British authorities yesterday identified 19 of the 24 suspected terrorists who allegedly plotted to destroy US-bound commercial jetliners and froze their assets, while investigators probed their movements, backgrounds and finances.
Many of the names released by the Bank of England, acting on an order from the government, were of Muslim origin, many of which are common in Pakistan. The suspects ranged in age from 17 to 35.
Authorities said on Thursday the plot would have caused "mass murder on an unimaginable scale." At least one of the 24 people arrested was reportedly a woman with a small child; another was a convert to Islam.
In Pakistan, authorities arrested five people, bringing the total number of suspects held there to seven. A Pakistani official said the five Pakistanis were believed to have been helping two British citizens who were taken into custody there a week ago.
Investigators, describing a plot on the scale of the Sept. 11, 2001, attacks in the US, said the attackers planned to use common electronic devices to detonate liquid explosives to bring down as many as 10 planes.
The bombs were to have been assembled on the aircraft apparently with a peroxide-based solution and everyday carry-on items such as a disposable camera or a music player, two US law enforcement officials said on Thursday. The officials spoke on condition of anonymity because Britain asked that no information be released.
A US law enforcement official in Washington said that at least one martyrdom tape was found during ongoing raids across England.
The Guardian newspaper, citing unidentified British government sources, said that after the first two arrests were made in Pakistan, a message was sent to Britain telling the plotters, "do your attacks now."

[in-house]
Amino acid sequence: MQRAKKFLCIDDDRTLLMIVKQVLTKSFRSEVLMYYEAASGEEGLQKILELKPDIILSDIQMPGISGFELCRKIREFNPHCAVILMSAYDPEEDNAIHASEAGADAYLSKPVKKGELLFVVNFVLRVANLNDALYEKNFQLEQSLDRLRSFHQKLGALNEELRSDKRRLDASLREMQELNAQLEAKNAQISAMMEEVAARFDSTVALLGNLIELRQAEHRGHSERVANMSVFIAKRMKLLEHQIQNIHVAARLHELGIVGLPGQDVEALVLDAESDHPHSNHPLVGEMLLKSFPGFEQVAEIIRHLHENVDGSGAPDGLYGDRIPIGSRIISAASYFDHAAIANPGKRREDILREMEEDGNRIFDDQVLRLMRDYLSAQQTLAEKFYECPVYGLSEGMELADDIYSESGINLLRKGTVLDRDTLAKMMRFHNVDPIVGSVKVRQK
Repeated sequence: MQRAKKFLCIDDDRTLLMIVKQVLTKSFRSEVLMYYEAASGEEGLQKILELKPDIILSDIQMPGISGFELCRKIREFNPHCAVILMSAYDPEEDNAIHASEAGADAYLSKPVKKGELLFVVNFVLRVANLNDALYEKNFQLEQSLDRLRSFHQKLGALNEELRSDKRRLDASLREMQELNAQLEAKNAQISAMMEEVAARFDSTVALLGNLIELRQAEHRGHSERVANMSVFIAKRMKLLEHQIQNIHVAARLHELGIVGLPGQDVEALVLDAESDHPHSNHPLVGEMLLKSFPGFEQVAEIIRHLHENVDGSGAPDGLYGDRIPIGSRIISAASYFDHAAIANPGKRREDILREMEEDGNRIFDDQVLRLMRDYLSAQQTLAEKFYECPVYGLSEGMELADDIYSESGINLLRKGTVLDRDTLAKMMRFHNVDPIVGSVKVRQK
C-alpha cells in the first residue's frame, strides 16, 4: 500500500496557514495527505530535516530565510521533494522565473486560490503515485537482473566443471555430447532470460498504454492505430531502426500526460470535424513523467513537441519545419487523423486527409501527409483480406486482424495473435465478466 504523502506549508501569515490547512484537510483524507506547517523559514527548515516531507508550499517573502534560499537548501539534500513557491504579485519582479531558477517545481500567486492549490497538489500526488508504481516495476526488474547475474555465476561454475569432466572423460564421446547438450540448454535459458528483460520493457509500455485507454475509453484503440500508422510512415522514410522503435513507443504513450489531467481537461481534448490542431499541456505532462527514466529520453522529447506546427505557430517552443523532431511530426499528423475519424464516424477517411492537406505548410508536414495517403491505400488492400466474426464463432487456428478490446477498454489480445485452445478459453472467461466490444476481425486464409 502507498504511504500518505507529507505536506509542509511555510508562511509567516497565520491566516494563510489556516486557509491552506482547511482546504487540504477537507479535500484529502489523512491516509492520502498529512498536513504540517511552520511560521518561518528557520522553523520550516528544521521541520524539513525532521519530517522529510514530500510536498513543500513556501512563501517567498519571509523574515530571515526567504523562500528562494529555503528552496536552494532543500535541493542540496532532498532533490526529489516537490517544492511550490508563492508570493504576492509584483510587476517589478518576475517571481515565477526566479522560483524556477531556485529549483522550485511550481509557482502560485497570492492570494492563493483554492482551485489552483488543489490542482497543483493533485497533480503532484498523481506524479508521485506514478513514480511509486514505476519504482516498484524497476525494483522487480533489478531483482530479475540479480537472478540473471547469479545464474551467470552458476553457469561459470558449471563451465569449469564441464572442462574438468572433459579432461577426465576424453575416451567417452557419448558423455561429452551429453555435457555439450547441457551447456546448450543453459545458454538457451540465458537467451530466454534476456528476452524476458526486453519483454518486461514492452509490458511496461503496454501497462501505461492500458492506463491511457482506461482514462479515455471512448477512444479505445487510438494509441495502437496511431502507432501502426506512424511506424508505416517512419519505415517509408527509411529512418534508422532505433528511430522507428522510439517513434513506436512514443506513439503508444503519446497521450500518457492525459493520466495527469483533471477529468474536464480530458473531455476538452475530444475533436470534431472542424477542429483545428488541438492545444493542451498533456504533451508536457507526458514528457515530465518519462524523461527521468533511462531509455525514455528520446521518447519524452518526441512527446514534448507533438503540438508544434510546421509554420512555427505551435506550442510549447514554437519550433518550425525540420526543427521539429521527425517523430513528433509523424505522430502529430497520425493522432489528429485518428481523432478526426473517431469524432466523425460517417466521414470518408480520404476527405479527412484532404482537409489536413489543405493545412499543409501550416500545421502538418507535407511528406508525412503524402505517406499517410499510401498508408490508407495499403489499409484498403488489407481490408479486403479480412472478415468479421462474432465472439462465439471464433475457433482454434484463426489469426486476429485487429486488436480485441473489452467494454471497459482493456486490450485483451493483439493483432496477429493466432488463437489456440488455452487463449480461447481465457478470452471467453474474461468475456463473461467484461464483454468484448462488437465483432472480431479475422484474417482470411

That message was intercepted and decoded earlier this week, the Guardian said.
Authorities pressed ahead with efforts to smash the purported terror ring. Two US officials said British, US and Pakistani investigators were trying to trace the steps of the suspects in Pakistan and were seeking to determine whether a couple of them attended terrorist training camps there.
Many of the suspects were said to be British Muslims and neighbors said at least two were converts to Islam.
Raids were carried out at homes in London, the nearby town of High Wycombe and in Birmingham, central England. Police still guarded homes in High Wycombe, where the Muslim community expressed shock and anger at being thrust into the international spotlight.
"They are considered ordinary British Muslims and they haven't caused any harm to anyone," accountant Mohammed Naeem said of those arrested. "They come from decent families."
Imtiaz Qadir, of the Waltham Forest Islamic Association, said one of the suspects was a woman in her 20s who had a six-month-old child. "They have taken the child too, because it needs to be with its mother," he said.
Neighbors identified another suspect as Don Stewart-Whyte, 21, from High Wycombe, a convert who had changed his name to Abdul Waheed.
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